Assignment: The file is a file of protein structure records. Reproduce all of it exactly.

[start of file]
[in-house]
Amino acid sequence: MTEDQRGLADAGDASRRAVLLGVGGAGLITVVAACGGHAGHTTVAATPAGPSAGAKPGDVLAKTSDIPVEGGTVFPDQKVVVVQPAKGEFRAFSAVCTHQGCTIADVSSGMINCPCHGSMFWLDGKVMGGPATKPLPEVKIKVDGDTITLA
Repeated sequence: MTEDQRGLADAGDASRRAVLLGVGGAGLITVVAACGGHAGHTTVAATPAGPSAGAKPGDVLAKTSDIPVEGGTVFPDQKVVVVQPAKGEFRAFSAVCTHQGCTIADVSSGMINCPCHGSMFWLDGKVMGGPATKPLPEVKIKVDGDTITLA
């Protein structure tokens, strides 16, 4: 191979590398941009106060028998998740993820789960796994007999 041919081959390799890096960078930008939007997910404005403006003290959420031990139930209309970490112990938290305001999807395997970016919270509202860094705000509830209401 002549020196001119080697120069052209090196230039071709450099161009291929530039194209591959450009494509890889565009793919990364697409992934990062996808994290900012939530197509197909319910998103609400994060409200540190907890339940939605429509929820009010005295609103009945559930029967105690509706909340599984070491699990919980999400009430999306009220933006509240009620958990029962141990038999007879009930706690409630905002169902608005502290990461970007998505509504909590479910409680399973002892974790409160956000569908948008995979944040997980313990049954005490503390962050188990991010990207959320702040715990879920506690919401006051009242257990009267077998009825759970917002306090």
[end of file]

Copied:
[in-house]
Amino acid sequence: MTEDQRGLADAGDASRRAVLLGVGGAGLITVVAACGGHAGHTTVAATPAGPSAGAKPGDVLAKTSDIPVEGGTVFPDQKVVVVQPAKGEFRAFSAVCTHQGCTIADVSSGMINCPCHGSMFWLDGKVMGGPATKPLPEVKIKVDGDTITLA
Repeated sequence: MTEDQRGLADAGDASRRAVLLGVGGAGLITVVAACGGHAGHTTVAATPAGPSAGAKPGDVLAKTSDIPVEGGTVFPDQKVVVVQPAKGEFRAFSAVCTHQGCTIADVSSGMINCPCHGSMFWLDGKVMGGPATKPLPEVKIKVDGDTITLA
């Protein structure tokens, strides 16, 4: 191979590398941009106060028998998740993820789960796994007999 041919081959390799890096960078930008939007997910404005403006003290959420031990139930209309970490112990938290305001999807395997970016919270509202860094705000509830209401 002549020196001119080697120069052209090196230039071709450099161009291929530039194209591959450009494509890889565009793919990364697409992934990062996808994290900012939530197509197909319910998103609400994060409200540190907890339940939605429509929820009010005295609103009945559930029967105690509706909340599984070491699990919980999400009430999306009220933006509240009620958990029962141990038999007879009930706690409630905002169902608005502290990461970007998505509504909590479910409680399973002892974790409160956000569908948008995979944040997980313990049954005490503390962050188990991010990207959320702040715990879920506690919401006051009242257990009267077998009825759970917002306090």